Chapter 7 - Developing Professional Medical Standards

			  CHAPTER  7


			   MEDICAL STANDARDS		    page 149

	  The medical profession has traditionally established standards

    of conduct that govern its members.  The standards are set in a

    variety of ways, including statements by professional bodies such as

    the American Medical Association, the actual practice of physicians,

    expert opinion by physicians, and clinical research findings.  The

    standards also generally adhere to parameters or policies

    established by the criminal and civil law.  By delineating the

    boundaries of appropriate medical conduct, professional standards

    provide guidance to physicians on many aspects of clinical practice,

    including physicians' duties to patients, the patient-physician

    relationship, and ethical dilemmas posed by treatment decisions.

	  Ultimately, the responsibility for establishing guidelines for

    medical practice rests with the medical profession itself.  However,

    certain ethical principles have emerged from the Task Force's

    deliberations on assisted suicide and euthanasia that provide a

    useful framework within which such guidelines can be formed.  The

    Task Force believes that professional standards should recognize the

    provision of effective pain relief and palliative care, including

    treatment for depression or referral for treatment, as a basic

    obligation all physicians owe to their patients.  The Task Force has

    also concluded that the legal prohibitions against euthanasia and

    intentional or reckless suicide assistance provide valuable guidance

    for professional standards of conduct.

	  The medical profession should not simply restate legal

    principles in setting professional standards on these sensitive

    issues.  In particular, concepts such as <169>intention<170> and

    "recklessness" must be applied in the context of the profession's

    own standards of accepted medical care.  By addressing these

    concepts in ways that are relevant to concerns that routinely arise

    in clinical practice, the medical profession can assist physicians

    who care for seriously and terminally ill patients and enhance the

    care provided to these patients.

    page 150		  WHEN DEATH IS SOUGHT

	  The principles identified by the Task Force are set forth

    below.  The Task Force believes that these principles will offer

    important guidance for physicians while respecting the need for

    professional judgment in formulating treatment recommendations.

	* Physicians have a professional obligation to provide

	  appropriate pain relief and palliative care.

	* Physicians have a professional obligation to assess and treat

	  depression or refer patients for treatment.

	* Physicians should not refrain from discussing a patient's

	  suicidal thoughts, and indeed should explore, discuss, and

	  respond to a patient's indications of suicidal thinking.  This

	  is an important aspect of care and also may facilitate

	  prevention of suicide.

	* Physicians should not perform euthanasia or assist a patient

	  to commit suicide.  However, the provision of medication that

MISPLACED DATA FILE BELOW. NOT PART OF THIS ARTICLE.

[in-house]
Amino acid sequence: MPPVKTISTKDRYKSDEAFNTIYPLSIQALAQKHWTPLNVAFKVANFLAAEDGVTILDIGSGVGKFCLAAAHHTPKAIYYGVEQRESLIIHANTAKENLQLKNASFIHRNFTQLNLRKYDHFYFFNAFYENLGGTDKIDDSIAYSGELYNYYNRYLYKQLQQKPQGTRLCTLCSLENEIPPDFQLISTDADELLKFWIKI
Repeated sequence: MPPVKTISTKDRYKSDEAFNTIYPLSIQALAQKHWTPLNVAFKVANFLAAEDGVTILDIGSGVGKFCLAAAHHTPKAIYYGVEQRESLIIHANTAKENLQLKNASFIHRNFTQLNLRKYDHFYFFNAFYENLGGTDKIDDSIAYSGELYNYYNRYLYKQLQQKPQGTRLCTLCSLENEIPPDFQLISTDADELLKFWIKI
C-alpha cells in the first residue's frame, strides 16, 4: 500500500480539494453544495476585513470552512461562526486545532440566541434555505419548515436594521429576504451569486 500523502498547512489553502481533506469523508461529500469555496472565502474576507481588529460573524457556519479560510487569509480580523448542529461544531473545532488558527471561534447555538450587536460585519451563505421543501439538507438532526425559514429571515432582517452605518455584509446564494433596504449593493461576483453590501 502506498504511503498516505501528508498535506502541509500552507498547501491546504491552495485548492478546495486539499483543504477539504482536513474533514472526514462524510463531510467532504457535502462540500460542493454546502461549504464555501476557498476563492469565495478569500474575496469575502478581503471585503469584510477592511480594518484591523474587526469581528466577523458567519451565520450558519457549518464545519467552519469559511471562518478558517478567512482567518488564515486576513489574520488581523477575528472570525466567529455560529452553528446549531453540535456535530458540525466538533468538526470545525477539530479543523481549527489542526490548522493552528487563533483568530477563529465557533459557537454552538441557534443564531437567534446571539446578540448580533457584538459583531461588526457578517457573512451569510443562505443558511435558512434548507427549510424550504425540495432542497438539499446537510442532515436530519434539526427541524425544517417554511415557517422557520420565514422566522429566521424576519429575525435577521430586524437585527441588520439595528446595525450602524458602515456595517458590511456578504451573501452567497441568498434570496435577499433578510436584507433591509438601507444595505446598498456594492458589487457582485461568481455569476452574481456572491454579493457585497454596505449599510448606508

may hasten a patient's death is ethically and professionally

	  acceptable, provided the medication is not intended to cause the

	  patient's death or to assist the patient to commit suicide, and

	  the medication is provided in accord with accepted medical


	* A physician may appropriately provide medication in the face

	  of a known risk of suicide, provided that the benefits of the

	  medication outweigh the risk and the physician has considered

	  the comparable benefits and risks of alternative treatment


	* The provision of medication used by a patient to commit

	  suicide does not, in itself, establish that the physician

	  intended to assist the patient to commit suicide.  Rather, an

	  evaluation of the physician's intent must take into account a

	  range of factors, such as the physician's reasons for providing

	  the specific amount and type of medication, and whether the

	  amount and type of medication could have served a legitimate

	  medical purpose for the particular patient in light of

	  identified treatment goals.

	  The Task Force encourages professional medical societies to

    expand on these principles by formulating guidelines for the care

    and treatment of seriously ill patients.  Such guidelines should

    recognize that suicide assistance and euthanasia are not permitted,

    but must also seek to promote the appropriate provision of pain

    relief.  Reducing misunderstanding and unwarranted fears of

    professional sanctions for providing pain medication should be a


    central goal of professional standards.  The guidelines should

    recognize that, as with other treatments, physicians should document

    their decisions about pain medication and the reasons for those


	  In New York State, the State Board for Professional Medical

    Conduct has a special obligation to apply professional medical

    standards in particular cases to determine whether a physician has

    breached accepted standards of care and, if so, to determine the

    penalty that should result.  The board should determine the penalty

    from the full range of penalties available, weighing the particular

    circumstances of each case.

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